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UNECA expert meeting: agriculture and rural transformation
Addis Ababa
23 April 2007 - 25 April 2007
United Nations Economic Commission for Africa (UNECA)

Acknowledgements: FANRPAN acknowledges the UNECA website as the source of this material: www.uneca.org


Welcome address by Mr. Josué Dioné Director, Food Security and Sustainable Development Division (FSSD), UN Economic Commission for Africa (ECA)

It is my pleasure, on behalf of the Executive Secretary of ECA, to welcome you to Addis Ababa and ECA. I wish also to take this opportunity to thank you sincerely for accepting our invitation to devote some of your precious time to attend this expert group meeting on a subject of central importance for any sustainable development in Africa: Agriculture and Rural Transformation.

To stress the importance of agriculture for development in Africa to those of you assembled here would be preaching to the converted. Yet, one can hardly resist the temptation to underscore a few key features of the big picture in this regard. With some 46% of its people living on less than a dollar a day, the continent is among the poorest regions of the world. More than two-thirds of these poor live in rural areas, and their livelihoods depend primarily on agriculture and agriculture-related non-farm activities. Moreover, for the majority of African countries, particularly those south of the Sahara, the fate of agriculture determines to a significant extent that of the overall economy. This is so because of the strong backward and forward linkages between agriculture and the other productive and service sectors of the economy. Hence, rural poverty or wealth obviously feeds urban poverty or wealth, especially through rural-urban economic and social linkages and migrations. In short, through its considerable potential for broad-based income growth and employment creation, agricultural development is key to achieving most of the Millennium Development Goals (MDGs) and beyond in Africa.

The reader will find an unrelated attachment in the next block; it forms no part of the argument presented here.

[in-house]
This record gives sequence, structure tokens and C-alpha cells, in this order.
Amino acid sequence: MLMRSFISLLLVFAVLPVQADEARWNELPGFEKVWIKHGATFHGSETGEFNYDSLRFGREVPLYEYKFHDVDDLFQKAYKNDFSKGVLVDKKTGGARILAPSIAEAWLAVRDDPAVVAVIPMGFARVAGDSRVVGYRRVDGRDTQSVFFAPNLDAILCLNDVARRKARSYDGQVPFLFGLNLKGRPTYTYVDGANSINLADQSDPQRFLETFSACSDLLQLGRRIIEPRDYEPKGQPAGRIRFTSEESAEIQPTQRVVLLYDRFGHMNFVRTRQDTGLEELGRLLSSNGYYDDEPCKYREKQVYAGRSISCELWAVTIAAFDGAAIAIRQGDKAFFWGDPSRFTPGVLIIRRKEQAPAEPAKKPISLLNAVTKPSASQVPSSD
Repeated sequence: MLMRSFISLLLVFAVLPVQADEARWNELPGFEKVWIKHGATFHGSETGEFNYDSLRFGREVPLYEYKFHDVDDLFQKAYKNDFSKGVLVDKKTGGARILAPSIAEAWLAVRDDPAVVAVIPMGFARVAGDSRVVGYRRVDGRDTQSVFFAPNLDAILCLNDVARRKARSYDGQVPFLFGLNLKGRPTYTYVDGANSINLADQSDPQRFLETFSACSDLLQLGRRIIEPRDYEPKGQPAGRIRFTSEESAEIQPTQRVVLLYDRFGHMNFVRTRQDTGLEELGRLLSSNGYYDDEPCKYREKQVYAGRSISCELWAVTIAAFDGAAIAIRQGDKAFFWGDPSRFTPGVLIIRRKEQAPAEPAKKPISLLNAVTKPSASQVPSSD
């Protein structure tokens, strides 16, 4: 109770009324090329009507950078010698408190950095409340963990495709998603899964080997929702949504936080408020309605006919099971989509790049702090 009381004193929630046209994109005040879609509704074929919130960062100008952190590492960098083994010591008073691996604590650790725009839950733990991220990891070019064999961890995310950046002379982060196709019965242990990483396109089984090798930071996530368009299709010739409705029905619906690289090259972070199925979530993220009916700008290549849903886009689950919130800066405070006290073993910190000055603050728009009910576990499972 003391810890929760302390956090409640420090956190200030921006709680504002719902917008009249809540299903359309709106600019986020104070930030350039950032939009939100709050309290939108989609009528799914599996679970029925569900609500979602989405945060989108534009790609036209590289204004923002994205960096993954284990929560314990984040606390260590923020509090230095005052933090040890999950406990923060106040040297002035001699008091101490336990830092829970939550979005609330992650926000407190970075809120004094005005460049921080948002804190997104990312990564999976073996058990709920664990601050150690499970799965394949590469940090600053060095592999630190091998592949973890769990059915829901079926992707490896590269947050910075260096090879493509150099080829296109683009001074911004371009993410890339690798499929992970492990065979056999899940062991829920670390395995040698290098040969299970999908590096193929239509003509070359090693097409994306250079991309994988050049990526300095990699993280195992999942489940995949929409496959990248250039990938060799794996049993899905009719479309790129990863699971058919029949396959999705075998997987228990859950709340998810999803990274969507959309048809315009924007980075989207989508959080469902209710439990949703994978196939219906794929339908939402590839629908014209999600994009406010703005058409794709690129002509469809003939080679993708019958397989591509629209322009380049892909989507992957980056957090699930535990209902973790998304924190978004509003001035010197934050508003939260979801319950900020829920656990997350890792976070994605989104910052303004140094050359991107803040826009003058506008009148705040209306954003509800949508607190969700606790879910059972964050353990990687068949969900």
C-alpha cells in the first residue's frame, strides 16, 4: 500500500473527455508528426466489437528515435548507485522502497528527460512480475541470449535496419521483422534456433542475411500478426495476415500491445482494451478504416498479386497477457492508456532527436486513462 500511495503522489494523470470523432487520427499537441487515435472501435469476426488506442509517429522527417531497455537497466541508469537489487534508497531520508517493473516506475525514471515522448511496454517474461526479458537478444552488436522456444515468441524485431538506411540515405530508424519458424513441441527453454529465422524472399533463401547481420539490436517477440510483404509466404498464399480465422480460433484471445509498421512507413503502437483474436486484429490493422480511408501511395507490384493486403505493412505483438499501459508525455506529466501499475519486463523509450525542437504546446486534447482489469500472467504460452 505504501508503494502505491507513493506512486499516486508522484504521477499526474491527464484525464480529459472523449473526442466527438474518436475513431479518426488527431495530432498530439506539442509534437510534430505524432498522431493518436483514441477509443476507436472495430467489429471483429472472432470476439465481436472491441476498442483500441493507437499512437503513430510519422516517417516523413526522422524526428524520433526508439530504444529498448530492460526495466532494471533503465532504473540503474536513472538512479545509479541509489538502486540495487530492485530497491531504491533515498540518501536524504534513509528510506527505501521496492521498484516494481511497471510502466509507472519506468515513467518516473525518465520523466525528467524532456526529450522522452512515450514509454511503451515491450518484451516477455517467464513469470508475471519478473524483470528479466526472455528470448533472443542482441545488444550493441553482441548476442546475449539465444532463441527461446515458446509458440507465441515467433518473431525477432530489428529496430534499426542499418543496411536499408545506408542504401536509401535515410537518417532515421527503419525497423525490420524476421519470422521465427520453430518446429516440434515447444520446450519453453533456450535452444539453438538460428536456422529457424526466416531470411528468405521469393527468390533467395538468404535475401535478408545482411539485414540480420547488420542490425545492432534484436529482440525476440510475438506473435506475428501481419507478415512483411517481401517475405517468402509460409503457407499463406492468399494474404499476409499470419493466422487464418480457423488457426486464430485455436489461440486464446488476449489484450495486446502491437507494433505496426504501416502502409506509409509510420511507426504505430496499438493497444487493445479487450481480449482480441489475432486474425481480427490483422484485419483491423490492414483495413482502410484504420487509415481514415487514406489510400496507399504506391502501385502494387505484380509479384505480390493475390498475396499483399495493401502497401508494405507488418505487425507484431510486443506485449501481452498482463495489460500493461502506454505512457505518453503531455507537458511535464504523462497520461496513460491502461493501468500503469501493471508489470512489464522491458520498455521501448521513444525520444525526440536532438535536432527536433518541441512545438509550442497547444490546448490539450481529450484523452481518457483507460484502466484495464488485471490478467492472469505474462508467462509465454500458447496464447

Yet, against the strong evidence of the central role of agriculture for spurring economic growth and fighting poverty in Africa, the sector has been neglected, if not undermined, over the last 3-4 decades. Needless to go through the well-known long list of shared responsibilities among African governments and external development partners for this state of affairs. There is no escape to facing up to the incontestable and daunting challenge of the paradoxical situation of a continent where the economies of most countries are still predominantly agrarian, yet, despite average annual food and agricultural imports of $ 25 billions and food aid of the tune of $ 2 billion, nearly one-third of the total population suffer from chronic hunger.

This, obviously, underlies why agriculture has been gaining grounds on the priority list of the African development agenda since the beginning of the current decade. And, fortunately, the momentum for a revival of the agricultural and rural development agenda has been snowballing as evidenced by:

  • The choice of agriculture as key productive sector among the priority areas of intervention of the New Partnership for Africa's Development (NEPAD);
  • No fewer than four African Union/NEPAD Summits focusing on various aspects of agricultural development and food security;
  • Recent initiatives from the United Nations and other international organizations in support of an African Green Revolution;
  • The World Bank's choice to revisit the agricultural development agenda 25 years later by devoting its 2008 World Development Report to the theme of "Agriculture for Development."